Disability without stereotypes – People to follow if you want the truth about disability
If you prefer your inspiration without cheesiness, check out Tristram’s favourite people with disability who are smashing stereotypes.
By Tristram Peters
Steadily, society is getting better at normalising disability. As I’ve posited before, people with disability are not inspirational simply for being visibly disabled and out in the world! The days of awkward high-fives and condescending praise are numbered. We’re learning and growing and it’s nice!
Who’s to thank for this? The answer is that more and more people with disability are being featured in the media, which is showcasing their stories without the ham and cheese. These people are cutting down stereotypes and showing the truth of disability.
To celebrate these culture-shifting changes, I thought it’s high time we did a shout-out to these fine folks. These are people you should definitely follow and learn from. And likewise, let us know if there’s anyone you think should be added too!
Adam Hills – The king of disability stand-up comedy
That one time I nearly died from pneumonia (call me melodramatic), I remember checking into hospital and watching TV on repeat. One night, I stumbled across Spicks and Specks, hosted by the comedian Adam Hills, and became hooked for the rest of the show’s run.
However, for the longest time, I never realised Hills had a disability, and that he was born without a foot. But as Hills says, ‘Dull. Move on.’ That’s what’s so refreshing: his disability does not matter at all. It’s a moot point. It’s dull, so move on. Now, Hills hosts the Last Leg in the UK, a show whose origins began as a Paralympic comedy wrap-up in 2012. It meshes humour and disability in an innovative way, and now presents as a straight news recap of the week that was. Prepare for antics and a few mad-as-hell rants.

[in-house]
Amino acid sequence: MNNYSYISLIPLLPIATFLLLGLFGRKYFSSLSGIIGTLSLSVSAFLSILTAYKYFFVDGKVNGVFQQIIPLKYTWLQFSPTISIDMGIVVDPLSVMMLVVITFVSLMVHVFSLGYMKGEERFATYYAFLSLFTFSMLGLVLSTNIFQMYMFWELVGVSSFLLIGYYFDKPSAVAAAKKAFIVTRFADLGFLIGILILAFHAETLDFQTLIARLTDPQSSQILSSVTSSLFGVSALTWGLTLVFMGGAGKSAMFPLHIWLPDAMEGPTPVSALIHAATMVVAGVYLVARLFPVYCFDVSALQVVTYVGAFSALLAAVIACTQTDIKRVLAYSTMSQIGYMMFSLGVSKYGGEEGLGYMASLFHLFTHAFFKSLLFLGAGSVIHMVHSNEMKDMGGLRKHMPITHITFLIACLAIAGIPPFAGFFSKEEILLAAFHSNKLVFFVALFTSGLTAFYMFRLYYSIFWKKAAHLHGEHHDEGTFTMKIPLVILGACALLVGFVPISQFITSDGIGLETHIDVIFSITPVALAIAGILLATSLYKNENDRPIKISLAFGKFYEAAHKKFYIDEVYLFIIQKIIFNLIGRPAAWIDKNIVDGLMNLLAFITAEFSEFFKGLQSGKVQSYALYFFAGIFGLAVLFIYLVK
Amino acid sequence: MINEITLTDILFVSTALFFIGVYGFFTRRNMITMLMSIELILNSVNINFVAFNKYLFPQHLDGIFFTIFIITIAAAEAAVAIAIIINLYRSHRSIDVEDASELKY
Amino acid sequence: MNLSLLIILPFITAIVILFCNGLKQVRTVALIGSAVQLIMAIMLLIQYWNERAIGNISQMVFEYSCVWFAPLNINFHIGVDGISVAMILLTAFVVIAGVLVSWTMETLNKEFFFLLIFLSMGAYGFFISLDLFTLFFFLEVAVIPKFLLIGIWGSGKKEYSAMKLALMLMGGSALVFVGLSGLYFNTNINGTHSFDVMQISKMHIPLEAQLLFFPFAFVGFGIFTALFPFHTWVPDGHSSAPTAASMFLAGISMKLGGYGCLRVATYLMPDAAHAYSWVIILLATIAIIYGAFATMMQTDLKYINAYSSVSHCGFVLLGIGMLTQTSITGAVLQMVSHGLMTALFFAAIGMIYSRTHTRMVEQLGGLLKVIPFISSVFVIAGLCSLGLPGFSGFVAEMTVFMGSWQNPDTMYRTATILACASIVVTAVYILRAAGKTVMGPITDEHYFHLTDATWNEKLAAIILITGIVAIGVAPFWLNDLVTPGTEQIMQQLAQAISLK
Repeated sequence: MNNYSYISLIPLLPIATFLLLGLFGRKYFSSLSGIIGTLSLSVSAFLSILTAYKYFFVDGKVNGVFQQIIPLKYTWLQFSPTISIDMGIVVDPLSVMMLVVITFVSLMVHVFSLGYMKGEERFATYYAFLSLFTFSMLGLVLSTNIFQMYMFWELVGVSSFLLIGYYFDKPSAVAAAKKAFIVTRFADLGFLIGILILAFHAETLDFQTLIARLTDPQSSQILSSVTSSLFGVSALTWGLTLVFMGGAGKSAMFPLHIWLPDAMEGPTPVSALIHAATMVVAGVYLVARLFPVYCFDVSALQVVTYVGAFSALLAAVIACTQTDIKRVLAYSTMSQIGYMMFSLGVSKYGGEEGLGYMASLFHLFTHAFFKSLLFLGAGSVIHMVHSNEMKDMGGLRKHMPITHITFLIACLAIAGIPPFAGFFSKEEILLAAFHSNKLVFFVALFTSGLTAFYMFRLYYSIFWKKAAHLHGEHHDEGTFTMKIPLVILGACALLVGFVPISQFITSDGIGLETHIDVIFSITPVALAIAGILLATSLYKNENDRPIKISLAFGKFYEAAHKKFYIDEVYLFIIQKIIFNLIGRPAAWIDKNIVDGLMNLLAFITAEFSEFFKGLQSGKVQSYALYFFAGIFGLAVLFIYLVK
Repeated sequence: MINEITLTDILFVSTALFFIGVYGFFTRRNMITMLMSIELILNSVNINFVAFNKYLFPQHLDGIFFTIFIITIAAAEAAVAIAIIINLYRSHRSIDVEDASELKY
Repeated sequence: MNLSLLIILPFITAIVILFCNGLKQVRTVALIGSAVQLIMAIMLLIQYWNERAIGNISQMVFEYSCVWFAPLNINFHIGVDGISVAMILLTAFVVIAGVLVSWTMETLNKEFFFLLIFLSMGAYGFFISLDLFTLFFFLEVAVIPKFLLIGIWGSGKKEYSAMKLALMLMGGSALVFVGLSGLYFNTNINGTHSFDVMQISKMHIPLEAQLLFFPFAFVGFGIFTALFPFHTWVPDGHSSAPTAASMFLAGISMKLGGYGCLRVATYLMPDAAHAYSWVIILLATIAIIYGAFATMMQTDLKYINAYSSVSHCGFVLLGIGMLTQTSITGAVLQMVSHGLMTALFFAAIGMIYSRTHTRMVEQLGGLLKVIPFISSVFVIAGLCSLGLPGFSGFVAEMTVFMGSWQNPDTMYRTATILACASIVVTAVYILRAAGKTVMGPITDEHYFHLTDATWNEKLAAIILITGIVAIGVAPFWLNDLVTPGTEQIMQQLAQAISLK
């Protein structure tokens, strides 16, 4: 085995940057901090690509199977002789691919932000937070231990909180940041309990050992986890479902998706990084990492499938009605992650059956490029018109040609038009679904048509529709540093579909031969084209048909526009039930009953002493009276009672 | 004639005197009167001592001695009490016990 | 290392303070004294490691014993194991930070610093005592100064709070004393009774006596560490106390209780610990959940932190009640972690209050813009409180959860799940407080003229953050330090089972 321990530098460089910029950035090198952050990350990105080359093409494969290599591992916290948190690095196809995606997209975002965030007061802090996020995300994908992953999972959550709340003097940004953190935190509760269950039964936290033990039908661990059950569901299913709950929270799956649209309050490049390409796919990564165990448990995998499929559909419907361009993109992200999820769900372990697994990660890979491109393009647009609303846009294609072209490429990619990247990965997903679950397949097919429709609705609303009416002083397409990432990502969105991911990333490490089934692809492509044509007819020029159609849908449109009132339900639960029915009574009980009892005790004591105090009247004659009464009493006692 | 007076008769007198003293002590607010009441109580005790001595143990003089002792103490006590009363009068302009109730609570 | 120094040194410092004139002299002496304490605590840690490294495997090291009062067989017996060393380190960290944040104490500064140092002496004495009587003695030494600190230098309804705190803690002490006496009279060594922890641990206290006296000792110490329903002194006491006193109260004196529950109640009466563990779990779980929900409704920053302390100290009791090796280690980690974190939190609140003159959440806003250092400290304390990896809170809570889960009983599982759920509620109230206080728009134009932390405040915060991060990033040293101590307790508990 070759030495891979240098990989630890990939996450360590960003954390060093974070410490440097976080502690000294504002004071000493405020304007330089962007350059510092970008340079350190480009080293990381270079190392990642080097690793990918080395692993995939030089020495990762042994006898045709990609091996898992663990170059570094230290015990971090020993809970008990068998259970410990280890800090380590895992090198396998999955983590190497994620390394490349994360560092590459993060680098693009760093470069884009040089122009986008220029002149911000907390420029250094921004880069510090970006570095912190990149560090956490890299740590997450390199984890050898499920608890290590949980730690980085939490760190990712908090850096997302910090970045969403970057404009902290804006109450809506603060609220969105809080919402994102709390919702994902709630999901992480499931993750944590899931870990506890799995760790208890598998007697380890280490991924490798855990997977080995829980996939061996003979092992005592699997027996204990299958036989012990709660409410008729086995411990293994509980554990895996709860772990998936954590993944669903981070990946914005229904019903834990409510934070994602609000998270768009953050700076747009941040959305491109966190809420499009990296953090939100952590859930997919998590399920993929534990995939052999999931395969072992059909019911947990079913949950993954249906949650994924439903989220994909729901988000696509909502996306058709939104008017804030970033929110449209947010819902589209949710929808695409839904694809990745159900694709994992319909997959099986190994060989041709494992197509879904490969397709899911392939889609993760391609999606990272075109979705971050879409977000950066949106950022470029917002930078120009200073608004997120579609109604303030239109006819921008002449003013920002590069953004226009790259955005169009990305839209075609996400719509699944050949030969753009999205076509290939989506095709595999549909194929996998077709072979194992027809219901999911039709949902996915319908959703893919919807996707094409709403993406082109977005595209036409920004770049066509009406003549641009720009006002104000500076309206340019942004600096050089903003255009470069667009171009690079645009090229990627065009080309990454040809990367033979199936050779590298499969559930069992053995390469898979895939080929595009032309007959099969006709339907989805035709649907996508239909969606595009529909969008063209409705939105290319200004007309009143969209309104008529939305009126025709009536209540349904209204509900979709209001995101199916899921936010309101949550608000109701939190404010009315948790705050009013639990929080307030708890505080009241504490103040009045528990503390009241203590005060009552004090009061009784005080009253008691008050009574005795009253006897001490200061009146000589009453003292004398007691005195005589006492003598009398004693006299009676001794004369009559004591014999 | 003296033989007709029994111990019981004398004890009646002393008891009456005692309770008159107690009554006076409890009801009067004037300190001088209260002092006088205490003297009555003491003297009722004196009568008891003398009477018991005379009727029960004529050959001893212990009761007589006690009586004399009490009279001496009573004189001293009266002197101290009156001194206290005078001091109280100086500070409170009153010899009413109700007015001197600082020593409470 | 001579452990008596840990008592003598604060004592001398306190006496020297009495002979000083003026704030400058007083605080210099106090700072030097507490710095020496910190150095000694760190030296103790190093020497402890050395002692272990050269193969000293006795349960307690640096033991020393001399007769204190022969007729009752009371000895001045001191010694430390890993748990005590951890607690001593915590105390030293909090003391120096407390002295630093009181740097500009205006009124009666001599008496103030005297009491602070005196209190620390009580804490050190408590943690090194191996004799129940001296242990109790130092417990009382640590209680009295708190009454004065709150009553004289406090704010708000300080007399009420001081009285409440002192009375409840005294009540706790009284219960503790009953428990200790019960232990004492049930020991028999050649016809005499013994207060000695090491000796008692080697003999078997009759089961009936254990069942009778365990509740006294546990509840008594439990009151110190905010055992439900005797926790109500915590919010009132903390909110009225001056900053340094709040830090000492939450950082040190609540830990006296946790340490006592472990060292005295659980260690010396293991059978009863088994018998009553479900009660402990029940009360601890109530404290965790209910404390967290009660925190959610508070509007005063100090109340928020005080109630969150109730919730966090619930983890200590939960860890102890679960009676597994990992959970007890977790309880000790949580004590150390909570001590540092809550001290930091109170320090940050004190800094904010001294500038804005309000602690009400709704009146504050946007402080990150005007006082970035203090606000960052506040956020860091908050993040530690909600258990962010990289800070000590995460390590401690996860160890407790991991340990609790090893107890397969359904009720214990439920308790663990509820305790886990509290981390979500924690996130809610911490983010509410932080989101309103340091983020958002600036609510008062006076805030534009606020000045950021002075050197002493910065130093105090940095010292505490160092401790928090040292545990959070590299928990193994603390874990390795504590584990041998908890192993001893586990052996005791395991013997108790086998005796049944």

But Hills’ ability to normalise disability is best exemplified in his stand-up shows, where he always enlists interpreters for the deaf members of his audience. But it’s not without humour, as he makes them sign words to comic perfection. They’re part of the show, not just an add-on.
Check out his routines, check out his shows. Just check him out, okay?
Carly Findlay – Writing about disability and the power of just saying hello
Since I was young, I pretty much always wanted to be a writer (after I ruled out archaeology, not the most disability-friendly of occupations). I was a bit of a nerd and churned through book upon book, article upon article. I still do to this day. And one of my favourite writers is Carly Findlay.
As her website says, Findlay is a blogger, writer, speaker and appearance activist. Her resume is ridiculous. She’s written for most publications rocking around in Australia, appeared on ABC’s You Can’t Ask That, and published her first book – a memoir called Say Hello – only this year.